City Lights and Graywolf Press present
Lars Horn in conversation with Carolina De Robertis
celebrating the publication of
Voice of the Fish: A Lyric Essay
published by Graywolf Press
Lars Horn’s Voice of the Fish, the latest Graywolf Press Nonfiction Prize winner, is an interwoven essay collection that explores the trans experience through themes of water, fish, and mythology, set against the backdrop of travels in Russia and a debilitating back injury that left Horn temporarily unable to speak. In Horn’s adept hands, the collection takes shape as a unified book: short vignettes about fish, reliquaries, and antiquities serve as interludes between longer essays, knitting together a sinuous, wave-like form that flows across the book.
Horn swims through a range of subjects, roving across marine history, theology, questions of the body and gender, sexuality, transmasculinity, and illness. From Horn’s upbringing with a mother who used them as a model in photos and art installations—memorably in a photography session in an ice bath with dead squid—to Horn’s travels before they were out as trans, these essays are linked by a desire to interrogate liminal physicalities. Horn reexamines the oft-presumed uniformity of bodily experience, breaking down the implied singularity of “the body” as cultural and scientific object. The essays instead privilege ways of seeing and being that resist binaries, ways that falter, fracture, mutate. A sui generis work of nonfiction, Voice of the Fish blends the aquatic, mystical, and physical to reach a place beyond them all.
About the authors
Lars Horn holds MAs from the University of Edinburgh; the École normale supérieure, Paris; and Concordia University, Montreal. Horn’s work has appeared in the Kenyon Review, Write Across Canada, and New Writing Scotland. They live in Miami.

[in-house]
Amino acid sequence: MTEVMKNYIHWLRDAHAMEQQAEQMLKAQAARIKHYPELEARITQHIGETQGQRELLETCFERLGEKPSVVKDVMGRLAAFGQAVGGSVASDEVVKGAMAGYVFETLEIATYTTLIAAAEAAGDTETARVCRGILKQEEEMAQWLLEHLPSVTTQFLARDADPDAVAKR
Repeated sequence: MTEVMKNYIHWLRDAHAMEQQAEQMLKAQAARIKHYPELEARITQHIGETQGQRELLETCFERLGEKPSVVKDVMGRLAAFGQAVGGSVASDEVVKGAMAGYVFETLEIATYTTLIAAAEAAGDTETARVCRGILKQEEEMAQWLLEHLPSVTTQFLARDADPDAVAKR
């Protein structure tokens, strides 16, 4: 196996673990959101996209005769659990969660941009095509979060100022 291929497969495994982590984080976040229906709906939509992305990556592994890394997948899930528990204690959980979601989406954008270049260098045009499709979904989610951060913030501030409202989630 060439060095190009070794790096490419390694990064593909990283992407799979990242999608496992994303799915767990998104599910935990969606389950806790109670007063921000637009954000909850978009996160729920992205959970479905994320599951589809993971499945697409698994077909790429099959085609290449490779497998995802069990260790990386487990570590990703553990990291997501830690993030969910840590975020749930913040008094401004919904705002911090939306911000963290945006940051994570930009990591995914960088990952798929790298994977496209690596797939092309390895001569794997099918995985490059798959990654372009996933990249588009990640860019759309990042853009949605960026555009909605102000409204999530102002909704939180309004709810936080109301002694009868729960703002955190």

A writer of Uruguayan origins, Carolina De Robertis is the author of five novels, including The President and the Frog, a finalist for the PEN/Faulkner Award and the PEN/Jean Stein Book Award, and Cantoras, winner of a Stonewall Book Award and finalist for a Lambda Literary Award. Their books have been translated into seventeen languages. They are also an award-winning translator of Latin American literature and a recipient of an NEA Fellowship, Italy’s Rhegium Julii Prize, and many other honors. As a current Baldwin-Emerson Fellow, they are gathering oral histories of queer and trans BIPOC elders of the West Coast. They teach at San Francisco State University and live in Oakland, California, with their wife and two children.
Advance praise for Voice of the Fish:
“This book left me stunned. Breathtaking in its scope and generosity, Voice of the Fish is that rare work that defies easy categorization. . . . We are in the midst of a rare and transcendent talent, and how lucky we are that Lars Horn exists.”—Maaza Mengiste, author of The Shadow King, shortlisted for the 2020 Booker Prize
“Ocean-deep and brimming with beauty, Voice of the Fish is a wondrous book, formed with the expansiveness and strong currents of a vast body of water. I didn’t want to leave until I’d seen every glowing image.”—Elissa Washuta
“Voice of the Fish is a mighty and innovative work unshackled from the patriarchal and heteronormative syntax and prose of the accepted literary cannon. . . . Adventurous, bold, antiauthoritarian, and physical, we would all be well served to take note of this generation of new writers to which Horn belongs, sending us missives from the future of language and storytelling”—Casey Legler
“Casting a wide net into the realms of knowing and existing, trawling the depths of the past and the body, Lars Horn steers us in pristine and ponderous prose to places where the body is washed up, transformed, reborn. Voice of the Fish is a dazzling assemblage of essaying at its finest.”—Jenny Boully
This event is made possible by support from the City Lights Foundation